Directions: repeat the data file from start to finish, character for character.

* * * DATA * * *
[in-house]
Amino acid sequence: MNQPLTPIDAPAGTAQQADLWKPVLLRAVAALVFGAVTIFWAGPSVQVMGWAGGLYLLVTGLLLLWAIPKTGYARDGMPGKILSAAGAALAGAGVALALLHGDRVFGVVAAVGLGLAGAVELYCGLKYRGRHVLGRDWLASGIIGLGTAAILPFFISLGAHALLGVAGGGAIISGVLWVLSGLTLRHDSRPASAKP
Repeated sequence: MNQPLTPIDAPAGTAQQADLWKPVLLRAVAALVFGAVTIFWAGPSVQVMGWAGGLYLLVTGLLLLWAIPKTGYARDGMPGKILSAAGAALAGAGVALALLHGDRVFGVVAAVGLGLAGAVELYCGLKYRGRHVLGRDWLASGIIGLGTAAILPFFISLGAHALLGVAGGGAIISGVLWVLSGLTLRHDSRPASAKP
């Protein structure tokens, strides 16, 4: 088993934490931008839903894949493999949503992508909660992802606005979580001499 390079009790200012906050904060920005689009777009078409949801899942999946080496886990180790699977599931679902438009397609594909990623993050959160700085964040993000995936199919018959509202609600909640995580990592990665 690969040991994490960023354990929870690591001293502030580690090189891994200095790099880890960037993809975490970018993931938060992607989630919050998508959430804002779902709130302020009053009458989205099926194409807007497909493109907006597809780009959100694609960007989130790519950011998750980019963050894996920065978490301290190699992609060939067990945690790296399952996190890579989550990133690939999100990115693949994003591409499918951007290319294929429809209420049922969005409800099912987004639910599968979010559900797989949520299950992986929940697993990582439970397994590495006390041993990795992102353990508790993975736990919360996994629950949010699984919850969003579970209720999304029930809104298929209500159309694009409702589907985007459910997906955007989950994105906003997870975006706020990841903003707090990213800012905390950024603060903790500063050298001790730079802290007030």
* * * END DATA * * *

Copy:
[in-house]
Amino acid sequence: MNQPLTPIDAPAGTAQQADLWKPVLLRAVAALVFGAVTIFWAGPSVQVMGWAGGLYLLVTGLLLLWAIPKTGYARDGMPGKILSAAGAALAGAGVALALLHGDRVFGVVAAVGLGLAGAVELYCGLKYRGRHVLGRDWLASGIIGLGTAAILPFFISLGAHALLGVAGGGAIISGVLWVLSGLTLRHDSRPASAKP
Repeated sequence: MNQPLTPIDAPAGTAQQADLWKPVLLRAVAALVFGAVTIFWAGPSVQVMGWAGGLYLLVTGLLLLWAIPKTGYARDGMPGKILSAAGAALAGAGVALALLHGDRVFGVVAAVGLGLAGAVELYCGLKYRGRHVLGRDWLASGIIGLGTAAILPFFISLGAHALLGVAGGGAIISGVLWVLSGLTLRHDSRPASAKP
């Protein structure tokens, strides 16, 4: 088993934490931008839903894949493999949503992508909660992802606005979580001499 390079009790200012906050904060920005689009777009078409949801899942999946080496886990180790699977599931679902438009397609594909990623993050959160700085964040993000995936199919018959509202609600909640995580990592990665 690969040991994490960023354990929870690591001293502030580690090189891994200095790099880890960037993809975490970018993931938060992607989630919050998508959430804002779902709130302020009053009458989205099926194409807007497909493109907006597809780009959100694609960007989130790519950011998750980019963050894996920065978490301290190699992609060939067990945690790296399952996190890579989550990133690939999100990115693949994003591409499918951007290319294929429809209420049922969005409800099912987004639910599968979010559900797989949520299950992986929940697993990582439970397994590495006390041993990795992102353990508790993975736990919360996994629950949010699984919850969003579970209720999304029930809104298929209500159309694009409702589907985007459910997906955007989950994105906003997870975006706020990841903003707090990213800012905390950024603060903790500063050298001790730079802290007030």